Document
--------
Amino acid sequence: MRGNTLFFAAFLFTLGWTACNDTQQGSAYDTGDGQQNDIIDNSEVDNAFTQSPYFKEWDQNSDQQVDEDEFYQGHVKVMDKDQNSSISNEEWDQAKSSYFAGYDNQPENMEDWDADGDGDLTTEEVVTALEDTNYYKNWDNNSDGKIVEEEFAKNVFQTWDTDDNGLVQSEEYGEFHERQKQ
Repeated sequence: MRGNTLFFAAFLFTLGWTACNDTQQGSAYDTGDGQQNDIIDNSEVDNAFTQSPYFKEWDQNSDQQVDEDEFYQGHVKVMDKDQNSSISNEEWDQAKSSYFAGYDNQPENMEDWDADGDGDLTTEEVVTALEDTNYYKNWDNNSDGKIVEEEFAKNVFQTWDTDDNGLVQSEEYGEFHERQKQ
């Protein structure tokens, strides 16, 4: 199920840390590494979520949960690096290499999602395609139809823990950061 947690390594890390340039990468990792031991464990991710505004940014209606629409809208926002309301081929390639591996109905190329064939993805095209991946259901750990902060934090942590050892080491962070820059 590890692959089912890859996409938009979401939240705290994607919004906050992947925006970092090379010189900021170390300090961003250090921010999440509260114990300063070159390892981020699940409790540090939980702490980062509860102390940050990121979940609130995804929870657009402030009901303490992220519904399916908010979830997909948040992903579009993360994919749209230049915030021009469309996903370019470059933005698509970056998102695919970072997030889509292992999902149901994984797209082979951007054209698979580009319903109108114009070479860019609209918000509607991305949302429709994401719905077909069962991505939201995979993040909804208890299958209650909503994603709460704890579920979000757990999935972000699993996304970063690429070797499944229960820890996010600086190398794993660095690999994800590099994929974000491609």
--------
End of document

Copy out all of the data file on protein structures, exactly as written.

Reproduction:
Amino acid sequence: MRGNTLFFAAFLFTLGWTACNDTQQGSAYDTGDGQQNDIIDNSEVDNAFTQSPYFKEWDQNSDQQVDEDEFYQGHVKVMDKDQNSSISNEEWDQAKSSYFAGYDNQPENMEDWDADGDGDLTTEEVVTALEDTNYYKNWDNNSDGKIVEEEFAKNVFQTWDTDDNGLVQSEEYGEFHERQKQ
Repeated sequence: MRGNTLFFAAFLFTLGWTACNDTQQGSAYDTGDGQQNDIIDNSEVDNAFTQSPYFKEWDQNSDQQVDEDEFYQGHVKVMDKDQNSSISNEEWDQAKSSYFAGYDNQPENMEDWDADGDGDLTTEEVVTALEDTNYYKNWDNNSDGKIVEEEFAKNVFQTWDTDDNGLVQSEEYGEFHERQKQ
């Protein structure tokens, strides 16, 4: 199920840390590494979520949960690096290499999602395609139809823990950061 947690390594890390340039990468990792031991464990991710505004940014209606629409809208926002309301081929390639591996109905190329064939993805095209991946259901750990902060934090942590050892080491962070820059 590890692959089912890859996409938009979401939240705290994607919004906050992947925006970092090379010189900021170390300090961003250090921010999440509260114990300063070159390892981020699940409790540090939980702490980062509860102390940050990121979940609130995804929870657009402030009901303490992220519904399916908010979830997909948040992903579009993360994919749209230049915030021009469309996903370019470059933005698509970056998102695919970072997030889509292992999902149901994984797209082979951007054209698979580009319903109108114009070479860019609209918000509607991305949302429709994401719905077909069962991505939201995979993040909804208890299958209650909503994603709460704890579920979000757990999935972000699993996304970063690429070797499944229960820890996010600086190398794993660095690999994800590099994929974000491609």